Would that organic food really cure me of all that ails?

Do I really want to start the green journey? Maybe I'll create my own one that is just right for me.

What would it do to my back? Perhaps it would mean umpteen more visits to the DC. On the other hand it might actually make me stronger.

Could I really do those exercises he is been nagging me to do all these years, but I really could not be bothered? He keeps saying that they only take two minutes every morning before getting out of bed.

Even so it is bad enough making time to brush and floss your teeth. I'll just find another two minutes. But I am so busy, so rushed, I just need thirty-hours in a day.

"Actually, you do," chimes Jiminy Cricket. "You just have to change your priorities."

Shall I take The Garden tram? The first station is Growing Swiss Chard. Yes, I think I will. Maybe tomorrow I will buy some seeds.

The greening of the self

In far more profound terms, Joanna Macy's version of the journey is about opening our hearts and very selves to the natural world; she calls it the greening of the self. It is only now beginning to filter through how homeless we would feel and, in fact, are beginning to experience, as we ruin our Mother Earth.

The fact that there will soon be more plastic in the sea than fish and those crossing the Pacific describe it as dead, seems remote. But when ten dead sperm whales are washed up on our shores, their bellies filled with polyethylene, we begin to grasp the severity of it all. What kind of an inheritance are we leaving to our grandchildren, or is that a topic far too painful to consider?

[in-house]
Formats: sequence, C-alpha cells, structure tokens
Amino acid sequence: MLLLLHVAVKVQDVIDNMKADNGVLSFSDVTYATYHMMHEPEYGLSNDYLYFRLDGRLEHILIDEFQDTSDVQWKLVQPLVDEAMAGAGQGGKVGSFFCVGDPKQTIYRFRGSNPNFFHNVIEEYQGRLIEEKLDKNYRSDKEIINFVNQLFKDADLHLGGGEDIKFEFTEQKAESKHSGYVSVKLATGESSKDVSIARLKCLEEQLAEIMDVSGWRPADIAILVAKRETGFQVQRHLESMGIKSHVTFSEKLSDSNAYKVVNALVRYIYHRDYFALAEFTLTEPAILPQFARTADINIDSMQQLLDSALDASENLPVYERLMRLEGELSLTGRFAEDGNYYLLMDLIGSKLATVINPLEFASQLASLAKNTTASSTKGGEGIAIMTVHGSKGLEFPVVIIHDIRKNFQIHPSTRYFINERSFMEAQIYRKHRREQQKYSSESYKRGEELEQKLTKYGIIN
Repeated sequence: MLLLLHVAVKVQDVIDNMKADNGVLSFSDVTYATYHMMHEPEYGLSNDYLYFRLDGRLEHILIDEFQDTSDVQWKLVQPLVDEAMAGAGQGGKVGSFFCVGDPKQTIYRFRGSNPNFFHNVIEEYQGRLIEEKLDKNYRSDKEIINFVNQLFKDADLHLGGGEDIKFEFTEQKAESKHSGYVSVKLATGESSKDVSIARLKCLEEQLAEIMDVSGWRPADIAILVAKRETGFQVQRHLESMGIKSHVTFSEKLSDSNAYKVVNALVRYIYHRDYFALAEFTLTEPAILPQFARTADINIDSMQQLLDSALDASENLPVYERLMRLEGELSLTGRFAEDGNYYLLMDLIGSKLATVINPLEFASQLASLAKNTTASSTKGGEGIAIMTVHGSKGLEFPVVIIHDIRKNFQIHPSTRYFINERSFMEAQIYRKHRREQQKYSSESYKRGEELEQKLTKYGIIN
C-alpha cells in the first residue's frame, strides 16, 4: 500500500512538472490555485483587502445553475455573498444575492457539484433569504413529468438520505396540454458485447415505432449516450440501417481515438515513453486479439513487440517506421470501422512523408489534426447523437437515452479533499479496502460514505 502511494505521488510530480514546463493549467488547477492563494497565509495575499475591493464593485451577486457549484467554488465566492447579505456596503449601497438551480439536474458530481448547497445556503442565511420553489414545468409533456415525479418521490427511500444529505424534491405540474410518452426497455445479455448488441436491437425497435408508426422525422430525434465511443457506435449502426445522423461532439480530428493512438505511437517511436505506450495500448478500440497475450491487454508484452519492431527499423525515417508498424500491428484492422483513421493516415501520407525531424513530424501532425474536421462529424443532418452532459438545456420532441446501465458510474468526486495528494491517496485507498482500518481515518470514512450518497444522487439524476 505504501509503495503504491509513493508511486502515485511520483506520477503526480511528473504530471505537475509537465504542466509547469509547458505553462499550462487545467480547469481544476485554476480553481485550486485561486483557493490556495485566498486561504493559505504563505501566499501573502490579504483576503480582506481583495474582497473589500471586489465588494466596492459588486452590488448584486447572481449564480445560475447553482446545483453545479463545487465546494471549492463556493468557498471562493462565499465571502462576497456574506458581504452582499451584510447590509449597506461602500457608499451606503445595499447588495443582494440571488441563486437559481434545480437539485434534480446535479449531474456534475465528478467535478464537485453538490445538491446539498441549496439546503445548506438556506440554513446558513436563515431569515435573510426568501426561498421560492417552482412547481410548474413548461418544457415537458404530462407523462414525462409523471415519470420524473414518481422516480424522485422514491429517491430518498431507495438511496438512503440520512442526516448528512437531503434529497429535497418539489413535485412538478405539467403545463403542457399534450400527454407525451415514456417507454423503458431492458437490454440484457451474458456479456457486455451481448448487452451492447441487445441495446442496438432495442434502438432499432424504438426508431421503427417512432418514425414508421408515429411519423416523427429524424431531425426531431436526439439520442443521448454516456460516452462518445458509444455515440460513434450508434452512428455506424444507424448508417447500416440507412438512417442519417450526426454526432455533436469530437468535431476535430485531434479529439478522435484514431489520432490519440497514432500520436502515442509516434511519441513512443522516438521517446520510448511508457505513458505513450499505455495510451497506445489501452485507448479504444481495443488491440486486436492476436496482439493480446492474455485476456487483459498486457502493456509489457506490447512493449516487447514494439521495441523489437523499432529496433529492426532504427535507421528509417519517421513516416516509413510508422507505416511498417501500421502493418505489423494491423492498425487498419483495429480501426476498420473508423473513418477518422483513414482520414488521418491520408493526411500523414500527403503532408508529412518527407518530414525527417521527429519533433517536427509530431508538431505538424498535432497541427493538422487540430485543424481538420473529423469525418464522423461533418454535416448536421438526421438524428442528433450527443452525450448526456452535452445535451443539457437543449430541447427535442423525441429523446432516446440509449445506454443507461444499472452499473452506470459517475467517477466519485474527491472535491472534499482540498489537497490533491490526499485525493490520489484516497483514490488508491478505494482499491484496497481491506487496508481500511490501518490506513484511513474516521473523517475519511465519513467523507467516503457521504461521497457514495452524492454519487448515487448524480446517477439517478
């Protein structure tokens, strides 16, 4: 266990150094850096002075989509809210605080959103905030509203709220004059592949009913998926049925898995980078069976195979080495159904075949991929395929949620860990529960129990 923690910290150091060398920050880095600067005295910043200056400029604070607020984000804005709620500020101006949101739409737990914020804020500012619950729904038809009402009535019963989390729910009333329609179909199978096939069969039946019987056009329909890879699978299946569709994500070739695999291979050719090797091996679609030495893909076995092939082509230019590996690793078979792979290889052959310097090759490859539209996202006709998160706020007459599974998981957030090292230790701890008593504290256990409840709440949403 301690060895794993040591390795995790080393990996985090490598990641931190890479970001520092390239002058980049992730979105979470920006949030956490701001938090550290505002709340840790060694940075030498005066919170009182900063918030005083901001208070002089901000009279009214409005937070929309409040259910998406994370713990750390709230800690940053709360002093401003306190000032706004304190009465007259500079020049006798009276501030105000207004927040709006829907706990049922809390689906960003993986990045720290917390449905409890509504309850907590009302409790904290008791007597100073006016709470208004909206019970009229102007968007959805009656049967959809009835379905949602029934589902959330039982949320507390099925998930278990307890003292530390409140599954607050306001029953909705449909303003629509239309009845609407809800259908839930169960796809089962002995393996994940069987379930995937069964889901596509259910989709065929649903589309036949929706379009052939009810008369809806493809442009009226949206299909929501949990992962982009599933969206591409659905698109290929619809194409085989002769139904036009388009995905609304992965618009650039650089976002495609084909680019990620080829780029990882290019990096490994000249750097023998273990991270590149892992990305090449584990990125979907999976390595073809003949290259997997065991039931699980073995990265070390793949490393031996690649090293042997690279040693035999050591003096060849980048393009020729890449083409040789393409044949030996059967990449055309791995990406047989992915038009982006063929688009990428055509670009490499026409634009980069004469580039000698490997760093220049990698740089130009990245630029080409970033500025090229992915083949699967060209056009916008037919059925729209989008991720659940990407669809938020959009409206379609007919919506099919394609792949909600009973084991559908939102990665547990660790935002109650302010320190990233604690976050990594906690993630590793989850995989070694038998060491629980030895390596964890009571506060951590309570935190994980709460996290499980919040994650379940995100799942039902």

If each of us began with just one tiny thing it would make a tremendous difference; a first step. Recycle a beer-can, not drop a battery in the garbage or plant a bee-friendly legume. Deciding never again to purchase an incandescent light bulb and to recycle some plastic; all would contribute.

Greening of the self is a great concept[5]. We are beginning to realize that the whole world is our body; the Amazon jungle and the oceans are my lungs.

Capturing and storing rainwater

Abundant clean water is worldwide increasingly becoming a problem. Building a new dam that destroy a wetland is coming under the spotlight on a planet losing its biodiversity daily.

Capturing and storing the rain is our water innovation project, a central feature of our green journey; it has proved inexpensive and reasonably simple.